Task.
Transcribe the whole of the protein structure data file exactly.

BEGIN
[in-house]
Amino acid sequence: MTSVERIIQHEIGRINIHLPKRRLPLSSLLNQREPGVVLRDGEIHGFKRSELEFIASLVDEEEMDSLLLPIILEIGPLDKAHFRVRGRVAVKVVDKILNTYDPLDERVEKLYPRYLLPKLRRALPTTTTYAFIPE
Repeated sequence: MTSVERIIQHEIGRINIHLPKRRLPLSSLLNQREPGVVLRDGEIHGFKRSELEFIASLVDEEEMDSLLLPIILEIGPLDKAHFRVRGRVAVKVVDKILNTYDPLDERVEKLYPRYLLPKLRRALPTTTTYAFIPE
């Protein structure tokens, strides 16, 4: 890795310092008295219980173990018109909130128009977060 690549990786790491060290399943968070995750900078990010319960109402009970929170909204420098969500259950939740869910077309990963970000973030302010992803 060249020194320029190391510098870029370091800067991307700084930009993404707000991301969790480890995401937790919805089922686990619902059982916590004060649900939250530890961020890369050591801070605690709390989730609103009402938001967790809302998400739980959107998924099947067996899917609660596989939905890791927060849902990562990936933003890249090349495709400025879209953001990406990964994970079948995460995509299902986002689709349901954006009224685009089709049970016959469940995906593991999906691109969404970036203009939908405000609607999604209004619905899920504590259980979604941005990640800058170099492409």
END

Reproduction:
[in-house]
Amino acid sequence: MTSVERIIQHEIGRINIHLPKRRLPLSSLLNQREPGVVLRDGEIHGFKRSELEFIASLVDEEEMDSLLLPIILEIGPLDKAHFRVRGRVAVKVVDKILNTYDPLDERVEKLYPRYLLPKLRRALPTTTTYAFIPE
Repeated sequence: MTSVERIIQHEIGRINIHLPKRRLPLSSLLNQREPGVVLRDGEIHGFKRSELEFIASLVDEEEMDSLLLPIILEIGPLDKAHFRVRGRVAVKVVDKILNTYDPLDERVEKLYPRYLLPKLRRALPTTTTYAFIPE
């Protein structure tokens, strides 16, 4: 890795310092008295219980173990018109909130128009977060 690549990786790491060290399943968070995750900078990010319960109402009970929170909204420098969500259950939740869910077309990963970000973030302010992803 060249020194320029190391510098870029370091800067991307700084930009993404707000991301969790480890995401937790919805089922686990619902059982916590004060649900939250530890961020890369050591801070605690709390989730609103009402938001967790809302998400739980959107998924099947067996899917609660596989939905890791927060849902990562990936933003890249090349495709400025879209953001990406990964994970079948995460995509299902986002689709349901954006009224685009089709049970016959469940995906593991999906691109969404970036203009939908405000609607999604209004619905899920504590259980979604941005990640800058170099492409």